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IPFS News Link • Economy - Economics USA

Will empty offices cause the next banking crisis?


Experts are sounding alarms that the distressed US commercial real estate market could trigger a new banking crisis, if default rates on commercial mortgages rise sharply. 

Some $929 billion of outstanding commercial mortgages held by lenders and investors will mature in 2024, or 20 percent of the $4.7 trillion total outstanding debt, according to recent data from the Mortgage Bankers Association.

Meanwhile, higher interest rates are battering commercial real estate (CRE) property values across the board, with office buildings hit particularly hard due to the enduring popularity of remote and hybrid working.  

Disturbingly, about 14 percent of all CRE loans, and 44 percent of office loans, appear to be 'underwater,' with current property values that are less than the outstanding loan balances, according to a recent working paper for the National Bureau of Economic Research.

'If nothing changes — if interest rates remain elevated and property values do not improve — we do view defaults at the rate of the Great Recession, and in fact even higher, as quite a possibility,' one of the co-authors, Columbia Business School professor Tomasz Piskorski, told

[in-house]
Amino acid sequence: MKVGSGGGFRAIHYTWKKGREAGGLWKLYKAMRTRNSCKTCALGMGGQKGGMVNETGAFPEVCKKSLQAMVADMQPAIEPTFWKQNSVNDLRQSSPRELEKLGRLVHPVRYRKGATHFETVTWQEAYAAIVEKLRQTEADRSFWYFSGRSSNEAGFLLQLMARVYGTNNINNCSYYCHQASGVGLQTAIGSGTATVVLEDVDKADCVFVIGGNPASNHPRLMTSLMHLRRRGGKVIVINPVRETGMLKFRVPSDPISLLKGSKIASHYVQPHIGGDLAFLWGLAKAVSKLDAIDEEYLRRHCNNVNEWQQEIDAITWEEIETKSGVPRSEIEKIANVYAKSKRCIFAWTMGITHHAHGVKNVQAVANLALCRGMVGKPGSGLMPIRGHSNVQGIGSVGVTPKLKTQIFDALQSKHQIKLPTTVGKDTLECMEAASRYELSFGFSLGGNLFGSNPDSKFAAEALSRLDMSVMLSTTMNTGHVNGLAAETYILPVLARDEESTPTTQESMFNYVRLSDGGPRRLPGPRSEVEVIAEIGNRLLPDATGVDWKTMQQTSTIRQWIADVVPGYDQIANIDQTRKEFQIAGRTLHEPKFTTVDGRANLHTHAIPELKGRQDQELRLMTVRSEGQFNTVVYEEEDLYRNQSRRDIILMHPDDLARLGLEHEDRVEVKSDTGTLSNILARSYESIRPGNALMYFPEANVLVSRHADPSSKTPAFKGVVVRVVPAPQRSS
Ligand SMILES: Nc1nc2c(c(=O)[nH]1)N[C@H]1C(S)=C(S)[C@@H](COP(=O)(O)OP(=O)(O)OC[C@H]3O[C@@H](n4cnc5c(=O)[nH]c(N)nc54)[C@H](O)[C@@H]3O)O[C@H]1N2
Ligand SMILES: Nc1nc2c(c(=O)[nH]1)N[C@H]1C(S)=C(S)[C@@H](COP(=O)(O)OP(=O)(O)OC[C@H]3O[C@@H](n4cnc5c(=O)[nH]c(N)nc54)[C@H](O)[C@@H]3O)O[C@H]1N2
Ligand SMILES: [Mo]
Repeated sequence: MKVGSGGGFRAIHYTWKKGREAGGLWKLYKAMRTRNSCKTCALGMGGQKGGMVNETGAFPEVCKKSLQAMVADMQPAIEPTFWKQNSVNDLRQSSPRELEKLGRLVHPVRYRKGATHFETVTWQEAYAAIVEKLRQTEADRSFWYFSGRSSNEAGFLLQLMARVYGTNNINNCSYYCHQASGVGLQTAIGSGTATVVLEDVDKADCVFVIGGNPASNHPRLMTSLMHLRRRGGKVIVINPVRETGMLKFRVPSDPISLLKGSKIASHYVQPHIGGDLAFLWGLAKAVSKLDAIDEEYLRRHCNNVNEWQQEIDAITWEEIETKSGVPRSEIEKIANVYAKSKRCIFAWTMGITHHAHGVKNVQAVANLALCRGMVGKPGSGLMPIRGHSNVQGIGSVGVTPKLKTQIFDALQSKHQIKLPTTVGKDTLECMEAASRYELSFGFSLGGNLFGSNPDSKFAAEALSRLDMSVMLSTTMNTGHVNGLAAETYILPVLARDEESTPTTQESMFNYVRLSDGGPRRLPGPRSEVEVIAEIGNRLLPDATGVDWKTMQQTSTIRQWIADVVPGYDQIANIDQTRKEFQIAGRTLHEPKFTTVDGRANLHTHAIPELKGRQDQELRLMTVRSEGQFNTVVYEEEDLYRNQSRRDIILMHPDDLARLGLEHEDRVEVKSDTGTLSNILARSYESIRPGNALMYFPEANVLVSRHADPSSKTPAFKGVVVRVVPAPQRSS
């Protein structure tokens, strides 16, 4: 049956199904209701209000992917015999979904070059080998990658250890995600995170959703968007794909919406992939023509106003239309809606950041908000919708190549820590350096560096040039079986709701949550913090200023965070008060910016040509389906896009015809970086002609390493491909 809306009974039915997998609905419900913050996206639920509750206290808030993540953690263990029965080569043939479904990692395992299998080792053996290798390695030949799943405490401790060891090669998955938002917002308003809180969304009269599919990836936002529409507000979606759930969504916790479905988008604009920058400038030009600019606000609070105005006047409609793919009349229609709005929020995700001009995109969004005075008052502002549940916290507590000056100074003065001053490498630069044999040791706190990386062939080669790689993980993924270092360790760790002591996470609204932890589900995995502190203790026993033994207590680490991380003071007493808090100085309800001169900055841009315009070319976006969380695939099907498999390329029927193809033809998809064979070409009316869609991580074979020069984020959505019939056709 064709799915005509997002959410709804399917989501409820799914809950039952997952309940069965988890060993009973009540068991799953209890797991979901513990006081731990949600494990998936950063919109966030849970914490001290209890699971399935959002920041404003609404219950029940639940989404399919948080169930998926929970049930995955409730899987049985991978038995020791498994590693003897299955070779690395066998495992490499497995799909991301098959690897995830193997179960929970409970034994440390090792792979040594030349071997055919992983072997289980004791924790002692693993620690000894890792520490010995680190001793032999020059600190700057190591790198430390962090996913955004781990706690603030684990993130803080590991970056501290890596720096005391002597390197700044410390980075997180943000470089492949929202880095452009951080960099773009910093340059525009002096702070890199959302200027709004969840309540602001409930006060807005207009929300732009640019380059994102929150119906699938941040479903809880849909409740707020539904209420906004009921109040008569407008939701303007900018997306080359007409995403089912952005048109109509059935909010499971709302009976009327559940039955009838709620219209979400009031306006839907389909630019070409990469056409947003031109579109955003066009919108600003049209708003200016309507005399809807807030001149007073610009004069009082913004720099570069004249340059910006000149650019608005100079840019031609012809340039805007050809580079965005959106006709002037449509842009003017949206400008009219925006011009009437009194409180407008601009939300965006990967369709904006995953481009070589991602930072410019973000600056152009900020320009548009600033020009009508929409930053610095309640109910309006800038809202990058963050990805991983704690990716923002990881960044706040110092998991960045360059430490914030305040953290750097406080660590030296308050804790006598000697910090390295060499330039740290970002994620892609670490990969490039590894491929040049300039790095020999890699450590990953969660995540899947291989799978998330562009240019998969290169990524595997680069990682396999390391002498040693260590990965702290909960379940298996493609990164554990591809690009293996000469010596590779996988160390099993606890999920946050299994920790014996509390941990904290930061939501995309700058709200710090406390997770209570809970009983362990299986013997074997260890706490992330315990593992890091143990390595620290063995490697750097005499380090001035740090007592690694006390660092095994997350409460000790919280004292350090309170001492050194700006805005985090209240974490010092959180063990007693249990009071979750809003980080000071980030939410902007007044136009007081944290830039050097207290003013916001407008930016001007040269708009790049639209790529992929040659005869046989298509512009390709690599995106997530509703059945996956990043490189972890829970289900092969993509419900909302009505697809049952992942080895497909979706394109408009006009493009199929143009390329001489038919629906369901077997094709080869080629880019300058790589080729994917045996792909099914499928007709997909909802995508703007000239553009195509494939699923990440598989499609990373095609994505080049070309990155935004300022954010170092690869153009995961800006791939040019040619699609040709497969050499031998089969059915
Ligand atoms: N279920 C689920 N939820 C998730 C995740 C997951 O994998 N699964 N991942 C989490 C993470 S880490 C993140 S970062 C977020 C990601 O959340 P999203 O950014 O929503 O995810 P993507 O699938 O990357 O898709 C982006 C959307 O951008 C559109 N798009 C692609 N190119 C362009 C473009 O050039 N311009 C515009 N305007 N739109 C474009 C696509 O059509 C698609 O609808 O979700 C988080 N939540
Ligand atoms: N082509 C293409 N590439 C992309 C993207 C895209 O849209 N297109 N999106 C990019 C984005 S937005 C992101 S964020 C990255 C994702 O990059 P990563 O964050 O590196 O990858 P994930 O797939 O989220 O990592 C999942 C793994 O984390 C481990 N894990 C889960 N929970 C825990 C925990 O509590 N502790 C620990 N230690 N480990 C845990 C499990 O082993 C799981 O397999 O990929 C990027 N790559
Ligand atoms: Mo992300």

If default rates on CRE loans jumped to 10 percent, the study estimates that 231 US banks, with aggregate assets of $1 trillion, would see the market value of their assets fall below the value of their customer deposits.

That situation could spur panicked customers to withdraw their uninsured deposits, in the same kind of rapid bank run that triggered the collapse of Silicon Valley Bank last year.

'Because of the high interest rates, there are dozens to hundreds of banks that are at the brink of solvency. So this additional commercial real estate distress puts them into the group of banks that potentially are susceptible to runs by depositors,' Piskorski said in a Zoom interview this week. 

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